The National Bank of Ukraine (NBU), which had maintained rates since its last rate hike in March, added that a tight policy stance over the last six months had "helped firmly anchor inflation and devaluation expectations and contributed to the stabilization of the FX market, thus putting inflation firmly on a downward path."
From April last year though March the NBU raised its rate by a total of 23.50 percentage points, including16.00 percentage points this year alone.
The rate cut comes on the same day that Ukraine and about half of its main creditors agreed on a plan to restructure $18 billion of foreign debt that will include a write-off of 20 percent. Press reports said Russia, which was not in the negotiating committee, would continue to demand full repayment of a $3 billion eurobond due in December.
The NBU, which earlier this month held out the promise of lower rates by the end of this year, said it expects the disinflation trend to continue due to a stable foreign exchange market, the fading of major price increases in housing and utilities, and a slow recovery of consumer demand. In addition, a high yield of grain, vegetables and fruit should keep down food prices.
Ukraine' inflation rate eased to 55.3 percent in July from 57.5 percent in June and a 2015-high of 60.9 percent in April.
Ukraine's hryvnia plunged by almost 50 percent against the U.S. dollar in 2014 following the outbreak of armed conflict in Eastern Ukraine and the occupation of the Crimean peninsula by pro-Russian forces.
But a cease-fire agreement in late February, rate hikes by the central bank and administrative measures have helped stabilize the hryvnia, which was trading at 21.1 to the U.S. dollar today, up from a low of 33.7 in late February but still down 25 percent this year.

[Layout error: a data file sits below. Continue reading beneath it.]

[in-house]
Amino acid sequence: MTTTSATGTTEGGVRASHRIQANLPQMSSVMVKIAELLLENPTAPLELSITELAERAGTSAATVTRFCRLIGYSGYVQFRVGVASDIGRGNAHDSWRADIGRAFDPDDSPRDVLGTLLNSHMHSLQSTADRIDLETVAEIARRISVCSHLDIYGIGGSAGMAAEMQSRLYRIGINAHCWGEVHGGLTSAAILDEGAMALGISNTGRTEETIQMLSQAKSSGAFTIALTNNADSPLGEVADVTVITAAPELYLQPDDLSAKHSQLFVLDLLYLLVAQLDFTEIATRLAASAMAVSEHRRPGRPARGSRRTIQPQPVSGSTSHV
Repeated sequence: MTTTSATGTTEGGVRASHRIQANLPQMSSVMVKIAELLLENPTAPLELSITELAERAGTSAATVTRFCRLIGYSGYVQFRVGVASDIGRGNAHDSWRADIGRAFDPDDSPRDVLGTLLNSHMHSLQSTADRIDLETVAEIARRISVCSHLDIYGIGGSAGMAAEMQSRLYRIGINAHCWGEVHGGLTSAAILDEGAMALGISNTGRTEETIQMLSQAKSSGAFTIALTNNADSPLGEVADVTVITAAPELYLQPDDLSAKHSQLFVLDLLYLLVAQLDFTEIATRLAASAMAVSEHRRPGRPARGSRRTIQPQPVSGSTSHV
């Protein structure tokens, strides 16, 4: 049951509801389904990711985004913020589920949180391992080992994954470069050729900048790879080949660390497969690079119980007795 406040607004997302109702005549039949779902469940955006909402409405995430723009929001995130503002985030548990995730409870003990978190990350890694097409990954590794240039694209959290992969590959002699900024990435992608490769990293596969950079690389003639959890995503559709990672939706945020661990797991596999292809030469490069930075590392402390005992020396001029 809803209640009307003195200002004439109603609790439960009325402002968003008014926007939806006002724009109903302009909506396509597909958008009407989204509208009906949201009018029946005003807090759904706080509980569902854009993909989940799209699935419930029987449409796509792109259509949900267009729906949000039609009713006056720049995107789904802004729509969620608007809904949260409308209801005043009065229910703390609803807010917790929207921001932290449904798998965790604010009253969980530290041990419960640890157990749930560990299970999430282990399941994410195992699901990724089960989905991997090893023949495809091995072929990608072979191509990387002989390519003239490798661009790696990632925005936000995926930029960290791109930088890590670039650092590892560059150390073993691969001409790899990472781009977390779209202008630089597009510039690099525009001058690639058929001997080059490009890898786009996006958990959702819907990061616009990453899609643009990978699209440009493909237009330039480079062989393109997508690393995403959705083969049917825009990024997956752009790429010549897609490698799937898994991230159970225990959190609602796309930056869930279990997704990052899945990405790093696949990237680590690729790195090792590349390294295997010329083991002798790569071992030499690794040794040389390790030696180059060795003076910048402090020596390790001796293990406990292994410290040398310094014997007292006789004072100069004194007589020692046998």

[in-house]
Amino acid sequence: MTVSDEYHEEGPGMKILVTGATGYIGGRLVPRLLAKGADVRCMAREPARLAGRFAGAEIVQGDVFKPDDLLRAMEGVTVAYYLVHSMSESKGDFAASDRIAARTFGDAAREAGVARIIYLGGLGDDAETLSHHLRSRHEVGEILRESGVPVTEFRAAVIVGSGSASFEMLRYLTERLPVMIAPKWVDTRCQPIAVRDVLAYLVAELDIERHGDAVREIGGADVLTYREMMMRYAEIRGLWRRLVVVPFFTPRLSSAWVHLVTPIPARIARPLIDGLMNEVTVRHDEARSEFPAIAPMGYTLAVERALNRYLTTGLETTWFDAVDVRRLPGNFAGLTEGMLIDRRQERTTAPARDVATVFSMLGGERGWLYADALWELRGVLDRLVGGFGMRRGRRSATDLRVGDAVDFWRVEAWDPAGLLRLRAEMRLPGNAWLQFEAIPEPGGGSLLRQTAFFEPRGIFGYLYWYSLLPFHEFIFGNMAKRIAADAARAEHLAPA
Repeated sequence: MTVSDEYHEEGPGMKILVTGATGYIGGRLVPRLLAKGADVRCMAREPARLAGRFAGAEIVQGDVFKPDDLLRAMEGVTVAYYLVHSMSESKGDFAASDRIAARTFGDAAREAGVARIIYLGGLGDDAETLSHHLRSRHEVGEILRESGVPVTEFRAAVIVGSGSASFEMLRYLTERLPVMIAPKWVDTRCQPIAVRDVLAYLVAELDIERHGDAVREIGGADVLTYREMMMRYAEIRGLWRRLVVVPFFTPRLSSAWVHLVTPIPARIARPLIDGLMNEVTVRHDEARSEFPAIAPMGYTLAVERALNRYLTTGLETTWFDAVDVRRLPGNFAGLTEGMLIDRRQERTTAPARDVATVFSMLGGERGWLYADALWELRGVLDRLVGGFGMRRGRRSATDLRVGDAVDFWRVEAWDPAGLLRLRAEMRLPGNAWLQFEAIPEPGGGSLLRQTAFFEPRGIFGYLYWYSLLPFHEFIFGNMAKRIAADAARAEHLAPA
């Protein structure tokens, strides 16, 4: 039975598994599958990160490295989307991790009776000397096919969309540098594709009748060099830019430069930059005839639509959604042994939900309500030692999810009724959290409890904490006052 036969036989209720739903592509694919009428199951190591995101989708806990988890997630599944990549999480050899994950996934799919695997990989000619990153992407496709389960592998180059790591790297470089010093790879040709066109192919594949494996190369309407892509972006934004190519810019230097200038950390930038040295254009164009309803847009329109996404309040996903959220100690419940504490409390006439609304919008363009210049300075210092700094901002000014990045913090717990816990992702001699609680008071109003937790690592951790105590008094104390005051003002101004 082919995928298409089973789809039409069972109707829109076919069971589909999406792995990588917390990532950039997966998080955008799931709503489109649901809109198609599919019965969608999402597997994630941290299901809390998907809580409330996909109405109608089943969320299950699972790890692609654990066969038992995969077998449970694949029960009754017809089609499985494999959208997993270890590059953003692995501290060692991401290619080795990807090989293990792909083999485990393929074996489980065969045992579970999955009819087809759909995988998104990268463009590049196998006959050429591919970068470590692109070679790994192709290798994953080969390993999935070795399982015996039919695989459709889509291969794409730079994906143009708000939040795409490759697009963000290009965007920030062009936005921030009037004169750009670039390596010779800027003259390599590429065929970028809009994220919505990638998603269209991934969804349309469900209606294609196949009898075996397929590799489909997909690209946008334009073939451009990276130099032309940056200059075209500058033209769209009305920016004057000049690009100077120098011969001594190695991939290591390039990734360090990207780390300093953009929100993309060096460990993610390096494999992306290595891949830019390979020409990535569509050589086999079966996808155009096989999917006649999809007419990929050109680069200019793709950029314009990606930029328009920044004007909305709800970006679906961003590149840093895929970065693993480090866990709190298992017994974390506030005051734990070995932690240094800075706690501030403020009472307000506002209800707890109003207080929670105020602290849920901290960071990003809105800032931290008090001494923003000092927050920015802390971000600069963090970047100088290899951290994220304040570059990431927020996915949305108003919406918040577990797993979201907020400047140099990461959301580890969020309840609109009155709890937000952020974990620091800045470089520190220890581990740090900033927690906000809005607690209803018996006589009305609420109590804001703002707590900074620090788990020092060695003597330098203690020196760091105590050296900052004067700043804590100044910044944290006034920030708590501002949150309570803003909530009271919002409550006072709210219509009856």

On July 31 the International Monetary Fund (IMF) disbursed another $1.7 billion of its 4-year $17.5 billion facility to Ukraine, saying its economy remains fragile but encouraging signs were emerging as the exchange rate had stabilized and retail banking deposits had risen.
The IMF added that Ukraine should maintain "an appropriately tight monetary policy" and build up foreign exchange reserves but the policy can be "carefully eased" as disinflation takes root.
The National Bank of Ukraine issued the following statement:
"The Board of the National Bank of Ukraine has adopted a decision to reduce the discount rate from 30% to 27%, effective from August 28, 2015.
The tight monetary policy pursued by the National Bank of Ukraine in the past six months helped firmly anchor inflation and devaluation expectations and contributed to the stabilization of the FX market, thus putting inflation firmly on a downward path. The annual Consumer Price Index has been on a downward path for the third month in a row, whereas in July Ukraine recorded deflation in month-on-month terms.
The improvement of the situation in the FX market and stabilization of inflation expectations have encouraged the inflow of deposits to the banking system.
The National Bank of Ukraine expects the disinflation trend to persist in the period ahead due to the maintenance of relative stability in the FX market, a fading wave of massive price increases in housing and utilities and a slow recovery of consumer demand. An additional factor behind the disinflation trend will be a high yield of grain, vegetables and fruit, which will contribute to the subdued food price dynamics.
Given lower inflationary risks, the Board of the National Bank of Ukraine deems it appropriate to embark on easing the monetary policy consistent with the projected decline in the annual inflation rate. However, despite the reduction in the discount rate from its current high level, the monetary policy will remain relatively tight to support the disinflation trend and shield the Ukrainian economy from external shocks currently experienced by global commodity and financial markets."